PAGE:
This is a large tree commonly found in swampy areas and
grows to 60'-80' in height, with a straight trunk and
rough grayish bark. It's narrow crown is often rounded if
grown in the open. Blackgum has deciduous, alternate,
glossy green leaves 2"-5" long. The fruits are
oval, dark blue drupes about ½" long, with a large
It can be found growing both on upland sites and on
moist, rich soil near swamps and stream edges. It is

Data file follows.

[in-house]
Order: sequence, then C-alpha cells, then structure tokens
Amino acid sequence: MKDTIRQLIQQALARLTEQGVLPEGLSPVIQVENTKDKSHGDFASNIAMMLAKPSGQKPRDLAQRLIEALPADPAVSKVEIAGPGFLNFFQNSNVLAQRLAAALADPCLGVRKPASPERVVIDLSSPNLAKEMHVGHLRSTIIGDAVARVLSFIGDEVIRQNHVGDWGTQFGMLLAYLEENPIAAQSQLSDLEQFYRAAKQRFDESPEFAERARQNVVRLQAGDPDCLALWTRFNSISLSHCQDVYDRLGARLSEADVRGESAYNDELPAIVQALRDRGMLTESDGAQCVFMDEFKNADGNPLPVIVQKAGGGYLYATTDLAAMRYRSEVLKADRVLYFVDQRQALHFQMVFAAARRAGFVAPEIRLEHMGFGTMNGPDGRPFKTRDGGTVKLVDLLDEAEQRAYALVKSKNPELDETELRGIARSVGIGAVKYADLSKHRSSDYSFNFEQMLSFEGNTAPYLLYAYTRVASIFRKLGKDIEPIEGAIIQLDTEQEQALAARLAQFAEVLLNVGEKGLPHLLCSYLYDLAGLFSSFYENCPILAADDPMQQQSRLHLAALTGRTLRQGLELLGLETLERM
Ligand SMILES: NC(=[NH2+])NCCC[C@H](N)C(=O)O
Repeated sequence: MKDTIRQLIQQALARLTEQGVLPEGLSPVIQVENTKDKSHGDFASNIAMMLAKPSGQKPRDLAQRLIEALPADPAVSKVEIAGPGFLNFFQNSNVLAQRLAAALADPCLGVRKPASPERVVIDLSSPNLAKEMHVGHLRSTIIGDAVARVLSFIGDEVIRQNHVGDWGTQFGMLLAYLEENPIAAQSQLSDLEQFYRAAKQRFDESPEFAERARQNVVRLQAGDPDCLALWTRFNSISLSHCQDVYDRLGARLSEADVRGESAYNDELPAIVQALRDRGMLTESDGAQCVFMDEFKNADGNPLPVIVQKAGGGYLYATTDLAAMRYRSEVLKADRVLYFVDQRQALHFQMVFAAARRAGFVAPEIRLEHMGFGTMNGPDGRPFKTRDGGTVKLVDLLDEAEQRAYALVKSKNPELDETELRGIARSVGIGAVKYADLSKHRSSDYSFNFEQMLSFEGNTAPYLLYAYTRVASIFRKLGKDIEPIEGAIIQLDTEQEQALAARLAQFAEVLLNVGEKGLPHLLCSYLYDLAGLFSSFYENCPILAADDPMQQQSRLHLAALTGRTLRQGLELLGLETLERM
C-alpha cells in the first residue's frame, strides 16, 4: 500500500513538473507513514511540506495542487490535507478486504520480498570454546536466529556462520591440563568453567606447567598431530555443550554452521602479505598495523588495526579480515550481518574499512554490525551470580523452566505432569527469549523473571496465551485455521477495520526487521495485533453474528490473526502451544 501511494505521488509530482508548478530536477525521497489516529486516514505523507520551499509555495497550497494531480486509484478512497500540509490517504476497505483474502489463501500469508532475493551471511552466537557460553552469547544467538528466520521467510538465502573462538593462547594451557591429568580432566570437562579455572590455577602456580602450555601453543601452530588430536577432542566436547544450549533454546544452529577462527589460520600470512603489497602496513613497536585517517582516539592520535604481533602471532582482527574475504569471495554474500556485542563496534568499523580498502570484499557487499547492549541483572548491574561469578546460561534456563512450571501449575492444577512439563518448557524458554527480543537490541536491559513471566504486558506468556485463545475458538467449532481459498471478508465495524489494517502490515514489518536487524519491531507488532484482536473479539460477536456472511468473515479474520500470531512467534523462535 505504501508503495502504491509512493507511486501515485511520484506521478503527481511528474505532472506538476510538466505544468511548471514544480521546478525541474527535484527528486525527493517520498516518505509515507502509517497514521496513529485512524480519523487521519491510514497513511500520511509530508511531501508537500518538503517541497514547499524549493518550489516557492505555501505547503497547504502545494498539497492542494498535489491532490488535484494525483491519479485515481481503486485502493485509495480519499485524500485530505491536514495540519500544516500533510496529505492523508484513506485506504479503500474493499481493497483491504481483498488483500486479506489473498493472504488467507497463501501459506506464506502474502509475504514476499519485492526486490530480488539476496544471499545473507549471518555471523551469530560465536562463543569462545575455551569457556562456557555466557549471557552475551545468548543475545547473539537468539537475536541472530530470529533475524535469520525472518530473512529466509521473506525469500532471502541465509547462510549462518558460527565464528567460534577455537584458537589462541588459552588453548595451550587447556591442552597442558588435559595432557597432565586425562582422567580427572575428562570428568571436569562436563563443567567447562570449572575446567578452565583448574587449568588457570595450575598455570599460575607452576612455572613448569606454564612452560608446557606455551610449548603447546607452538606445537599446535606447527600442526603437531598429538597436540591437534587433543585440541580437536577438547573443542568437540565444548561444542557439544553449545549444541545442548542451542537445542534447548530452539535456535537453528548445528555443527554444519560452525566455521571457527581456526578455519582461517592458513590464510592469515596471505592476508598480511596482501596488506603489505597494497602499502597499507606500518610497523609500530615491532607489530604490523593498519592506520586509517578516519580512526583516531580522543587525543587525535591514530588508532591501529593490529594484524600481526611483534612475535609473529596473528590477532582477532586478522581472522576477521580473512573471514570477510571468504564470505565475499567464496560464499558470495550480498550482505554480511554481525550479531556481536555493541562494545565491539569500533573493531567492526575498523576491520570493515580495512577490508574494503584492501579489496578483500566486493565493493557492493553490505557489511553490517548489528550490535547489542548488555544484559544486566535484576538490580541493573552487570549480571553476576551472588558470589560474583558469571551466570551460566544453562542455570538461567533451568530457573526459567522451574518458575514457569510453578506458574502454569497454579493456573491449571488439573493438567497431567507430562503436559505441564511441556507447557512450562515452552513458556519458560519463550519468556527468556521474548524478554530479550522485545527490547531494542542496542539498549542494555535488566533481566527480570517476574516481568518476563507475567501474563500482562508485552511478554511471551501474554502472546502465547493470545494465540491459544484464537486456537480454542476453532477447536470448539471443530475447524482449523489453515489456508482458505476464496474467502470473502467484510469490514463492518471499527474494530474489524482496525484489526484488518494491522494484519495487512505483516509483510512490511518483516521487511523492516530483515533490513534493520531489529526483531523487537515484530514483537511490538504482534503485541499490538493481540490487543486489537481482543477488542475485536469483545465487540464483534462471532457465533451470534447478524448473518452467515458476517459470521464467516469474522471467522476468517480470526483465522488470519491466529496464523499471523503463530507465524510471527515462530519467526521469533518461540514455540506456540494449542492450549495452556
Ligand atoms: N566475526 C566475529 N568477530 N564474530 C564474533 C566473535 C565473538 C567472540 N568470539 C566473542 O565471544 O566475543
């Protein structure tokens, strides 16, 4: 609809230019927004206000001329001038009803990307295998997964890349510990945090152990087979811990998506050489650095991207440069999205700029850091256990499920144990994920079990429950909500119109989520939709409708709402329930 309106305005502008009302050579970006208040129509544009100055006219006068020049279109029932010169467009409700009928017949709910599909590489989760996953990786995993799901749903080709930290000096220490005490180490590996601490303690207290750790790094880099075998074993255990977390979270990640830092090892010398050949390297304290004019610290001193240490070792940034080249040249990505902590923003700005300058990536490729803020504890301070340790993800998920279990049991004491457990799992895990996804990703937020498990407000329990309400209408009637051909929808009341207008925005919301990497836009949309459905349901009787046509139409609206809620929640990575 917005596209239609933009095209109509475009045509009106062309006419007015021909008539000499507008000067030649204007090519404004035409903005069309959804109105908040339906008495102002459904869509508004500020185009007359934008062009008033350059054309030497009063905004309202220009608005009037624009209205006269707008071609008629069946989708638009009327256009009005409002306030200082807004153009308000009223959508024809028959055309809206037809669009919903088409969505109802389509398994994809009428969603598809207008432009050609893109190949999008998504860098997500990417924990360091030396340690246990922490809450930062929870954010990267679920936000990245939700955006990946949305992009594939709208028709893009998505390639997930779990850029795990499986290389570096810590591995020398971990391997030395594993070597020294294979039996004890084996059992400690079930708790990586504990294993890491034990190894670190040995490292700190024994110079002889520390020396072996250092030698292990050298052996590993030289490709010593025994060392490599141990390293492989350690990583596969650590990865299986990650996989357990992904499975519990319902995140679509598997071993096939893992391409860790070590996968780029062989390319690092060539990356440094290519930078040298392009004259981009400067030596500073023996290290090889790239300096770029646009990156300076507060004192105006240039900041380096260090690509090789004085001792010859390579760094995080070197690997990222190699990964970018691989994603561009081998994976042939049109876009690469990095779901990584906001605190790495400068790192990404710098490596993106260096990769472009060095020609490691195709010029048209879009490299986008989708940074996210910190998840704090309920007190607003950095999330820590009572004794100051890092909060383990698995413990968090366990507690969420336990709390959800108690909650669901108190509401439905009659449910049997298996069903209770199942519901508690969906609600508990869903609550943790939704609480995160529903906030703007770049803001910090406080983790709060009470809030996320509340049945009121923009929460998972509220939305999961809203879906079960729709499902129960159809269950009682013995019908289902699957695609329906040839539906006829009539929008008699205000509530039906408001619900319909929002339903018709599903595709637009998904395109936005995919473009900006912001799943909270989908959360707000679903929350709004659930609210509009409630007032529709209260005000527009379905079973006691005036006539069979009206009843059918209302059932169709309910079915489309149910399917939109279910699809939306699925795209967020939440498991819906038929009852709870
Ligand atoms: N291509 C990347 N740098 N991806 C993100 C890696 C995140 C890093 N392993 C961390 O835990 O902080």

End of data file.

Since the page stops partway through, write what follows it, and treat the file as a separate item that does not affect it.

native to the eastern United States, from southern Maine
to southwestern Wisconsin, south to Florida, and west to
Light: Full sun to partial shade. Moisture: Moist, well drained. Hardiness: USDA Zones 5-9. Propagation: Seeds.
Used as a landscape specimen and shade tree. For many
years, blackgum was regarded as a weed tree by the forest
products trade. It is now commonly used to make plywood,
boxes, pulp, cooperage, woodenware, handles and other
items. Bee keepers seek out the tupelos while in bloom,
because almost everyone in the southern United States
considers tupelo honey particularly flavorful.
With glossy green foliage turning to bright colors in the
fall, blackgum makes a fine addition to any landscape.
Copyright 1996 - 2012
Tallahassee, Florida USA